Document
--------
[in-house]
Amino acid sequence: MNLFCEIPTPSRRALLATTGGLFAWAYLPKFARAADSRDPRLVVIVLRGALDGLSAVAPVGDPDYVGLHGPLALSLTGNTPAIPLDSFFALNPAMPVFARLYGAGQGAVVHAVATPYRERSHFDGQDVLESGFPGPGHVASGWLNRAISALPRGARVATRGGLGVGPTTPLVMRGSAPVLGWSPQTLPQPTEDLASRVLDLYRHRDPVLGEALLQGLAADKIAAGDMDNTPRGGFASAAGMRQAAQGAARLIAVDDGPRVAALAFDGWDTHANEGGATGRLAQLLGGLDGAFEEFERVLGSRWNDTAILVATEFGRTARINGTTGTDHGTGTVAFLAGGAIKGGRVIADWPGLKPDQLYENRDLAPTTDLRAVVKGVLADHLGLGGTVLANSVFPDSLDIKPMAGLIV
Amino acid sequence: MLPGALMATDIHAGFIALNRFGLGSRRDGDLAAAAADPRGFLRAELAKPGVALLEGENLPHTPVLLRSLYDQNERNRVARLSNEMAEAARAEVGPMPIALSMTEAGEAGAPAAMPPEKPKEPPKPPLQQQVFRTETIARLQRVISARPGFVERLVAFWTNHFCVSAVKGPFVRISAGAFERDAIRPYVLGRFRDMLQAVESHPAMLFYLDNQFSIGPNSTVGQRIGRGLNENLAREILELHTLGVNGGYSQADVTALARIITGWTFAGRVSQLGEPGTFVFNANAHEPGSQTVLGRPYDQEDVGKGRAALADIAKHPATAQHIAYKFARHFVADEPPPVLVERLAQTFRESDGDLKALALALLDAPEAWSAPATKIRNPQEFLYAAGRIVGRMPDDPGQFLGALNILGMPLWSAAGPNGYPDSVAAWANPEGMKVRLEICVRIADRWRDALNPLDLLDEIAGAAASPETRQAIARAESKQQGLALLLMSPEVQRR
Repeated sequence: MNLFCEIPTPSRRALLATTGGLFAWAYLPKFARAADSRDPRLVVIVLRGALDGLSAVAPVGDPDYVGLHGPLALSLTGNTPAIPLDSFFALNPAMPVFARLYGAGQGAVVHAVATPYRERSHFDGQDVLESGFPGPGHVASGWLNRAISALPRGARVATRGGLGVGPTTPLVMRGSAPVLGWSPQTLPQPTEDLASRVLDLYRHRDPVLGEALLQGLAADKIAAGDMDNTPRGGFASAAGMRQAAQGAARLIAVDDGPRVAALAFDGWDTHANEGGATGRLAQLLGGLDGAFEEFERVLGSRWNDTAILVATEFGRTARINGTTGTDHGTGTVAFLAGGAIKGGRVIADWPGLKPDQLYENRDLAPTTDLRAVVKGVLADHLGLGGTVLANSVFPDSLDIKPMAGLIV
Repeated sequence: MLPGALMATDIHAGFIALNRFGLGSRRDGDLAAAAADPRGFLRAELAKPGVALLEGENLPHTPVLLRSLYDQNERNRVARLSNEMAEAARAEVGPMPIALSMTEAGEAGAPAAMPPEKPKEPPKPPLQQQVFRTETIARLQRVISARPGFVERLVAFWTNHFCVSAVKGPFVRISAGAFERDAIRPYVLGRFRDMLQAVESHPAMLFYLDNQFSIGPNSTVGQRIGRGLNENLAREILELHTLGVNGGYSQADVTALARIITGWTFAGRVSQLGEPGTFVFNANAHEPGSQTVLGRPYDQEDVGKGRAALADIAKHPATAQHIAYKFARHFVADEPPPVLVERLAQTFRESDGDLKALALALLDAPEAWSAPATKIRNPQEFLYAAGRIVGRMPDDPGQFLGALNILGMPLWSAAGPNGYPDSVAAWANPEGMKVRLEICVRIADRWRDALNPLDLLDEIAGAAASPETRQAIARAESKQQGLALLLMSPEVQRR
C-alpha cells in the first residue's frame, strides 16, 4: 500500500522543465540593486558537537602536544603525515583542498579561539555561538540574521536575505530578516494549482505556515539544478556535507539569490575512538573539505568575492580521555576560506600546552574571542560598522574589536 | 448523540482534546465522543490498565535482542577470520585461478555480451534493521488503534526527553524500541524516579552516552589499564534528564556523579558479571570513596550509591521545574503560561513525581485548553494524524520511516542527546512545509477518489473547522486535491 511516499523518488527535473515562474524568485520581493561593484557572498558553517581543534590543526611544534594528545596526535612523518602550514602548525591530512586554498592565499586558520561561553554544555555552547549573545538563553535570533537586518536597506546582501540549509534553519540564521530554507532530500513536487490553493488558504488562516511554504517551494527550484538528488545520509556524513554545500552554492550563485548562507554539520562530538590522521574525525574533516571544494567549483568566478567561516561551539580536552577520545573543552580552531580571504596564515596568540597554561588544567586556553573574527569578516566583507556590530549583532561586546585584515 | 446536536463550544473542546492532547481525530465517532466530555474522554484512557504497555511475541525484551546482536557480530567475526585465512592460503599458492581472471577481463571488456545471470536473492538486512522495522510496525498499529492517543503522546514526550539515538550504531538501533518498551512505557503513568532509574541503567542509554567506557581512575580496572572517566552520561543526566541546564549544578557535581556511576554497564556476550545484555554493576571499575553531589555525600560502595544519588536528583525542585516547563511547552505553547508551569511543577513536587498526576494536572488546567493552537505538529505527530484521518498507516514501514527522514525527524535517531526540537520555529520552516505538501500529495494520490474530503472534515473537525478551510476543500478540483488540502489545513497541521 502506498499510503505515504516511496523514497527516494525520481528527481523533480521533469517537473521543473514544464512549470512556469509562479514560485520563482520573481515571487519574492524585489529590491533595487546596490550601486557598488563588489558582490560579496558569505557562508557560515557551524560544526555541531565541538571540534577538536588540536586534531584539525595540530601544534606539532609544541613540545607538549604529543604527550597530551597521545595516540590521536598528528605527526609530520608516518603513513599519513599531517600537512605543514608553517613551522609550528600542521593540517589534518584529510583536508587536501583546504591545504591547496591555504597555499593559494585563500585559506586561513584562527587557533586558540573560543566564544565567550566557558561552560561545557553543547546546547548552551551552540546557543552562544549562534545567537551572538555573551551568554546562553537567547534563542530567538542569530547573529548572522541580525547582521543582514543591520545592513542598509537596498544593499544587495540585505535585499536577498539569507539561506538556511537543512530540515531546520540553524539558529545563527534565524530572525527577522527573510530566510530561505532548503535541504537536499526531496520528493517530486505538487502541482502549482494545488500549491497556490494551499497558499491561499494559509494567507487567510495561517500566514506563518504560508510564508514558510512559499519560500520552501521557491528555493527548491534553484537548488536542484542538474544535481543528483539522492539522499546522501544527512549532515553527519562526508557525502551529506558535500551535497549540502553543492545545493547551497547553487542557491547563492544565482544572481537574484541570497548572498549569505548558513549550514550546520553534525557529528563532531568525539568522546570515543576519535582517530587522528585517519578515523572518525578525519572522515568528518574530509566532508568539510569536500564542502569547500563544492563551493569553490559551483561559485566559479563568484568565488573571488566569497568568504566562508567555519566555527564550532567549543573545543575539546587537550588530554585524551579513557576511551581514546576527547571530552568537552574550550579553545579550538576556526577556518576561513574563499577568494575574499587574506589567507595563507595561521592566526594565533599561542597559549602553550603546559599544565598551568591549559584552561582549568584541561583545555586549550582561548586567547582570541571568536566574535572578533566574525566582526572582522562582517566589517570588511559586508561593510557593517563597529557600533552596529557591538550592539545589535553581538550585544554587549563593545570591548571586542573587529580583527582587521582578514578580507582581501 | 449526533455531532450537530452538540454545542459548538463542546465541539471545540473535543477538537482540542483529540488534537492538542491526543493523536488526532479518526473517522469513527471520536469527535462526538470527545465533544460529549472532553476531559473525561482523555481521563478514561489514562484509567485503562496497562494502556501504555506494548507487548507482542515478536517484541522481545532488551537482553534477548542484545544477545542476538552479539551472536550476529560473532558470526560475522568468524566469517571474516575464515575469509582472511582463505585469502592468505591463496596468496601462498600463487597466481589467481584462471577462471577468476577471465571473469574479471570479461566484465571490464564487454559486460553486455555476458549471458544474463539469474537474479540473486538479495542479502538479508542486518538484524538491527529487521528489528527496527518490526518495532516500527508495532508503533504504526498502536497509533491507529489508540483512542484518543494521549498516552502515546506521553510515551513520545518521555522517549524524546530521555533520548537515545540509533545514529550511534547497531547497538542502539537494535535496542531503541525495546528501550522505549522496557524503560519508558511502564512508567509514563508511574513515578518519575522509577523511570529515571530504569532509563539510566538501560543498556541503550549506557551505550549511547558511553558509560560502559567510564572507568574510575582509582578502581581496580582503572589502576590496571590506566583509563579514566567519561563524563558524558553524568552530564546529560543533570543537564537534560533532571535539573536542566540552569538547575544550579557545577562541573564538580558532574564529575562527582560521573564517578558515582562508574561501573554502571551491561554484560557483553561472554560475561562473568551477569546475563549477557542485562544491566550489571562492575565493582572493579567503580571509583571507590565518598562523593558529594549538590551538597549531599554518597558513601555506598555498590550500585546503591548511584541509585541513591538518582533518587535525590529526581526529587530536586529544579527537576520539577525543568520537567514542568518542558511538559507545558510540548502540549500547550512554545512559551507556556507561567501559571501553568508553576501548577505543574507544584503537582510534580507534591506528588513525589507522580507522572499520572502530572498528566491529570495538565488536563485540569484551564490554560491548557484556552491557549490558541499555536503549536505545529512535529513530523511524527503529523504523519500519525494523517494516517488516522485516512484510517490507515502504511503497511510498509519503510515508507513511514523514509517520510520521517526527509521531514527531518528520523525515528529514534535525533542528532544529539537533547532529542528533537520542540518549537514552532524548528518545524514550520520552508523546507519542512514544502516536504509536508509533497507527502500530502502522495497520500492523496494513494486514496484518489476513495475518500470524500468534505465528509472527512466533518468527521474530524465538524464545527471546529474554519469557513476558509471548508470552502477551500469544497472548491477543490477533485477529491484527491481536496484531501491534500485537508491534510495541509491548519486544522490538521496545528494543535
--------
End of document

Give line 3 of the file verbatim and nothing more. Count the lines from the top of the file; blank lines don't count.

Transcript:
Amino acid sequence: MLPGALMATDIHAGFIALNRFGLGSRRDGDLAAAAADPRGFLRAELAKPGVALLEGENLPHTPVLLRSLYDQNERNRVARLSNEMAEAARAEVGPMPIALSMTEAGEAGAPAAMPPEKPKEPPKPPLQQQVFRTETIARLQRVISARPGFVERLVAFWTNHFCVSAVKGPFVRISAGAFERDAIRPYVLGRFRDMLQAVESHPAMLFYLDNQFSIGPNSTVGQRIGRGLNENLAREILELHTLGVNGGYSQADVTALARIITGWTFAGRVSQLGEPGTFVFNANAHEPGSQTVLGRPYDQEDVGKGRAALADIAKHPATAQHIAYKFARHFVADEPPPVLVERLAQTFRESDGDLKALALALLDAPEAWSAPATKIRNPQEFLYAAGRIVGRMPDDPGQFLGALNILGMPLWSAAGPNGYPDSVAAWANPEGMKVRLEICVRIADRWRDALNPLDLLDEIAGAAASPETRQAIARAESKQQGLALLLMSPEVQRR